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Overlooking female clients costs industry $700bn a year

Retail and wealth products are not ‘consistently designed for women’s financial lives’

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Gender equality has been a big topic in the wealth sector for the last few years and research shows firms need to do more as they are missing out on a lot of money by inadequately serving female clients.

Global consultancy firm Oliver Wyman released its 2020 Women in Financial Services report, which analysed more than 460 firms, about 9,000 senior leaders, and 37 countries and jurisdictions.

It estimates that financial services firms are missing at least a $700bn (£545bn, €635bn) revenue opportunity each year by not fully meeting the needs of women customers.

To capture this revenue, firms should not treat women as a single customer segment.

Rather, firms must understand the needs of their women customers and create products and services tailored to those needs – resulting in better products overall for all customers.

For example, the report found that retail and wealth products are not consistently designed for women’s financial lives and other products that appear to be gender-neutral in fact default toward men.

What if

The report found that women are more likely to be uninsured and under-insured than me.

If insurers sold life insurance to women at the same proportion of their income as men, they could generate $500bn in new premiums.

Oliver Wyman said that women invest more of their wealth in cash than stocks and bonds compared to men.

If wealth managers invested women’s wealth in the same way as for men, they would bring in $25bn in assets under management from moving money held in deposits.

This would be in the first year alone.

Underserved

“Women are arguably the single largest underserved group of customers in financial services,” said Jessica Clempner, principal at Oliver Wyman and lead author of the report.

“Despite playing increasingly influential roles as buyers of financial services, their needs are not consistently being met.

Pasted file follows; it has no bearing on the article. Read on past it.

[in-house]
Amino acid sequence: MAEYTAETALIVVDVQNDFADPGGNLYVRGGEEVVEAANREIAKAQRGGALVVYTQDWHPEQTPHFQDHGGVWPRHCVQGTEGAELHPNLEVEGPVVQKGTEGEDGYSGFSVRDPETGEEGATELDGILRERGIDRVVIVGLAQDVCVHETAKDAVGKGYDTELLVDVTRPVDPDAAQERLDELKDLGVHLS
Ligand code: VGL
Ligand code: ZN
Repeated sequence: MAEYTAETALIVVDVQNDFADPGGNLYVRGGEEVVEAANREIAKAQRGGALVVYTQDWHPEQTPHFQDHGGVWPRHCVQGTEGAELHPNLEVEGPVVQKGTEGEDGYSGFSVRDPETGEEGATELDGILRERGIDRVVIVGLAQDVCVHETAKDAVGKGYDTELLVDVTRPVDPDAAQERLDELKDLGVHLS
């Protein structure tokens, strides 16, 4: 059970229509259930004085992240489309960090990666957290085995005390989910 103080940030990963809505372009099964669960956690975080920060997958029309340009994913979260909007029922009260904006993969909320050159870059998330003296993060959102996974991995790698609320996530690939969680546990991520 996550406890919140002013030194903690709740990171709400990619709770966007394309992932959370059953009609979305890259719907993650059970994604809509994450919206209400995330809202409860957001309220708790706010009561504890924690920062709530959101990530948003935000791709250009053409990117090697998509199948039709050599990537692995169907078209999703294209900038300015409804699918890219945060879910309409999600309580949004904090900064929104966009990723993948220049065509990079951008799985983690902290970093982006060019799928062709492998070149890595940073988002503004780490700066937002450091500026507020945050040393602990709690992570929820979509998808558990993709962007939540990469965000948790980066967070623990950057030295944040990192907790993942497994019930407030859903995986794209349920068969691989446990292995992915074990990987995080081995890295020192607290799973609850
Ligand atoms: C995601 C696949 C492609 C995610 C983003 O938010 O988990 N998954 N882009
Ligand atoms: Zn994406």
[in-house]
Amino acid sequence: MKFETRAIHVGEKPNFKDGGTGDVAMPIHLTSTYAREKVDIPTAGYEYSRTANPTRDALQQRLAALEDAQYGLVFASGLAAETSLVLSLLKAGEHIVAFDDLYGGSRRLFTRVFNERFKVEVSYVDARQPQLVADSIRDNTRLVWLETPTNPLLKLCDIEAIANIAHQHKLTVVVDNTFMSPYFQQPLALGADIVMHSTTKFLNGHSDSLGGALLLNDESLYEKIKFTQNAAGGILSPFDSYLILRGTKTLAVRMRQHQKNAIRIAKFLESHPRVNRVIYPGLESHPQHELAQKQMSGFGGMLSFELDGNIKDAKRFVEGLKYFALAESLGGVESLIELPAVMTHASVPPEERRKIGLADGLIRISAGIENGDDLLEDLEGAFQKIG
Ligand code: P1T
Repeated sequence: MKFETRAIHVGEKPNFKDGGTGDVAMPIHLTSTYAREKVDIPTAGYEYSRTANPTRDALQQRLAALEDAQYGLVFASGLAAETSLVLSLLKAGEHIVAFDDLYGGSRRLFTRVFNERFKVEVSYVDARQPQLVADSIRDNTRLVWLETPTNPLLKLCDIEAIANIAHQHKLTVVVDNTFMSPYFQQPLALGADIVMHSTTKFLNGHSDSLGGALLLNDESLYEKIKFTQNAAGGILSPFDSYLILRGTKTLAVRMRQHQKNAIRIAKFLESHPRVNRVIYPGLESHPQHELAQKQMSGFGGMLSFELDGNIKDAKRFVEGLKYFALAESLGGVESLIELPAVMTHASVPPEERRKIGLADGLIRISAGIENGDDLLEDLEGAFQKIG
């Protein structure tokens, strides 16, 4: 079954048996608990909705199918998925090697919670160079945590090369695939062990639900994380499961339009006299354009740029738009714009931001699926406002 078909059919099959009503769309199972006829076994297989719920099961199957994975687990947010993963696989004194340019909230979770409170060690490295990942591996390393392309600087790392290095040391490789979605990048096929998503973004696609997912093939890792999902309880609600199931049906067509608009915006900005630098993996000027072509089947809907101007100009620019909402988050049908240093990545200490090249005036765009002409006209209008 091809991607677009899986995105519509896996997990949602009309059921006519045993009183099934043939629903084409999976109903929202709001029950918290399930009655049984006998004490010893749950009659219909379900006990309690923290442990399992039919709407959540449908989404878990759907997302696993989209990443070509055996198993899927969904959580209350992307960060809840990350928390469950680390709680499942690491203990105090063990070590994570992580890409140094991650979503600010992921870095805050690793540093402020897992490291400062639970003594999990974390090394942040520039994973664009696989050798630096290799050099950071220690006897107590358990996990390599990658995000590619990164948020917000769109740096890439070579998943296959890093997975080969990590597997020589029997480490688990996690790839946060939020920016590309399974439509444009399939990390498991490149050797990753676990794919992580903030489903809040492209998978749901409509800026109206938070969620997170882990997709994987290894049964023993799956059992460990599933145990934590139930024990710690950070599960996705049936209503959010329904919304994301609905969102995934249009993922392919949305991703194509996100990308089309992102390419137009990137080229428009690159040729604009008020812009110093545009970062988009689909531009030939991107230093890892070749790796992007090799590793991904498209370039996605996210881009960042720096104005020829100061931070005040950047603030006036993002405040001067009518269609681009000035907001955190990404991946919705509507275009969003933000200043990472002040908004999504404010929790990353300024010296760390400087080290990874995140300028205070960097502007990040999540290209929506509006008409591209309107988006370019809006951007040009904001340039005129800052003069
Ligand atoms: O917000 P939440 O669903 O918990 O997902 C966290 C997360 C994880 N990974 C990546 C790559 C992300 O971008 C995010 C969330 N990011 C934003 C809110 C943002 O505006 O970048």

“Firms are leaving money on the table by not listening to and understanding their women customers.”

Women in the industry

In addition to looking at women as customers, the report examines women as employees, supervisors, and shareholders, and concludes that firms must take a “broad approach” to gender diversity to make meaningful progress.

The industry is making the fastest progress on increasing the number of women in senior leadership roles since the start of its index in 2003.

The proportion of women on executive committees has increased to 20% from 16% globally since 2016, and the percentage of women on boards has reached 23%, an increase of 4% since in 2016.

Asset managers and insurance companies had on average 24% and 18% of women on executive committees, respectively.

This was 26% for asset management and 24% for insurance, when talking about women on boards.

Problems

However, the industry still has a long way to go.

Chief executive and chair representation remain far too low, at 6% and 9%, respectively.

Some 21% of financial services companies’ executive committees and 15% of boards still consist entirely of men.

“Gender balance impacts a broad set of stakeholders in financial services,” said Ted Moynihan, managing partner of financial services at Oliver Wyman.

“If the industry is to continue to make progress on gender balance, firms will need to recognise this and take a broad approach.

“Doing so will force gender balance onto the critical path for the chief executive and will deliver better business outcomes.”

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